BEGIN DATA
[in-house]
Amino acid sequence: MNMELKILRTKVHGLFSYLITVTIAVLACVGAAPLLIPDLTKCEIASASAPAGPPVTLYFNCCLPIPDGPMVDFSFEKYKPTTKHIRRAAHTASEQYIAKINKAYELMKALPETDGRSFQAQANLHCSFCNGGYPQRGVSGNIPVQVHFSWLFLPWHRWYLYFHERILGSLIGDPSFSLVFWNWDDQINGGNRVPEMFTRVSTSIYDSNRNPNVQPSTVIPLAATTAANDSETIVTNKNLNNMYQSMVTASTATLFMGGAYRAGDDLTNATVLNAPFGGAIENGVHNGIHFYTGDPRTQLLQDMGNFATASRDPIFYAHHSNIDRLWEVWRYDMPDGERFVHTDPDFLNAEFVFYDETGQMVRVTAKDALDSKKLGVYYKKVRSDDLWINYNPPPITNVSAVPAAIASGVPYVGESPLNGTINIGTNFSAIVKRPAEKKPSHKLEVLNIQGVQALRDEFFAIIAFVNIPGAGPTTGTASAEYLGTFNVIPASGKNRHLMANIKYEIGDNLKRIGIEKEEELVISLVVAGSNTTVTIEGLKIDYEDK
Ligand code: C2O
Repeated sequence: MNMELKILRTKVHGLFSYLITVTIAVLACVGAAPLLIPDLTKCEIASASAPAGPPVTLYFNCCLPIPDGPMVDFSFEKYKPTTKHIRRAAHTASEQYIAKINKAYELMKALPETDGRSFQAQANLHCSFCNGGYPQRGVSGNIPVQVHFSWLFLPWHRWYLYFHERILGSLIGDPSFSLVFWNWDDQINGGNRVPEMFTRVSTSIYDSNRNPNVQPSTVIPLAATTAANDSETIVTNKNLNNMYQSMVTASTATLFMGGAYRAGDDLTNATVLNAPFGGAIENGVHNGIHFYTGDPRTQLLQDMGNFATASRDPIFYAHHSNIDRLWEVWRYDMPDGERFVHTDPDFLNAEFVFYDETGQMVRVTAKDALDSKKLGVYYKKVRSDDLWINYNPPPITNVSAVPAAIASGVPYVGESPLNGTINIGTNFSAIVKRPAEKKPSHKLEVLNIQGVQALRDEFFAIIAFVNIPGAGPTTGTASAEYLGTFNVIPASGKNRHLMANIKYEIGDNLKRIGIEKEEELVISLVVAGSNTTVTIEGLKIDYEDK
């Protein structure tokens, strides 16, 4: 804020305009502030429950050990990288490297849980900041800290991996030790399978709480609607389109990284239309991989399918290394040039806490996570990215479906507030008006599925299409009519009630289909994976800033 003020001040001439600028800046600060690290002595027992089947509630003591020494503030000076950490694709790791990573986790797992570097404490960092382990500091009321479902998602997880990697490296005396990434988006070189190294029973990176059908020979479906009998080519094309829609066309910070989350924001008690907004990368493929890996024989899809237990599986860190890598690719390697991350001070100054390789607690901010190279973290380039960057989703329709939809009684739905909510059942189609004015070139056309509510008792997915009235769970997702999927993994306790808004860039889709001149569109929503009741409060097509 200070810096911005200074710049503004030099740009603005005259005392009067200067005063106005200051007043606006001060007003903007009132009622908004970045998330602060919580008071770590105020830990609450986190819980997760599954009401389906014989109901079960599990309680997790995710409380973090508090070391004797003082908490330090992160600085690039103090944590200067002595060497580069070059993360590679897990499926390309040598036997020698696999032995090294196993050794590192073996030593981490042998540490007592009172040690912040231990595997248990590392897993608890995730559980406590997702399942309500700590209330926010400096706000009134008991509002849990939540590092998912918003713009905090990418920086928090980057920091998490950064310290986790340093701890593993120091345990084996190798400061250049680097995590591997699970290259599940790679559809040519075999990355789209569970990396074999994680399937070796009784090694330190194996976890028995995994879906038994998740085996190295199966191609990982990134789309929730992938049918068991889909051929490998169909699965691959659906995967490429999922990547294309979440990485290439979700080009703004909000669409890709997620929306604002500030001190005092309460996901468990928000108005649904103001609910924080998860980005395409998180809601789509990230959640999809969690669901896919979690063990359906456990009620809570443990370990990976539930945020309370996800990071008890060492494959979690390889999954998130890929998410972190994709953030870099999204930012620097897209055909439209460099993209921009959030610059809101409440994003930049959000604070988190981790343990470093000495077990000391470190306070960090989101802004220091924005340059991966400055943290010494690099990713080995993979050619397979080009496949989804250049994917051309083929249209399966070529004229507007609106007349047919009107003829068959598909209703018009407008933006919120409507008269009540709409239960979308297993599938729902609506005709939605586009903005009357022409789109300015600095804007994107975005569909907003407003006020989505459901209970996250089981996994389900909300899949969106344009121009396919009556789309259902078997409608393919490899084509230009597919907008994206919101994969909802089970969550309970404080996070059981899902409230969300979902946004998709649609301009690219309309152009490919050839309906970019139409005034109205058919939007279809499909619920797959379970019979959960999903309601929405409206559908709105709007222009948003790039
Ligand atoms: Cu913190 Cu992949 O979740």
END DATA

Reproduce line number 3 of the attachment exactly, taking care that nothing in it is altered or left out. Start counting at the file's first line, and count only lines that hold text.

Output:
Ligand code: C2O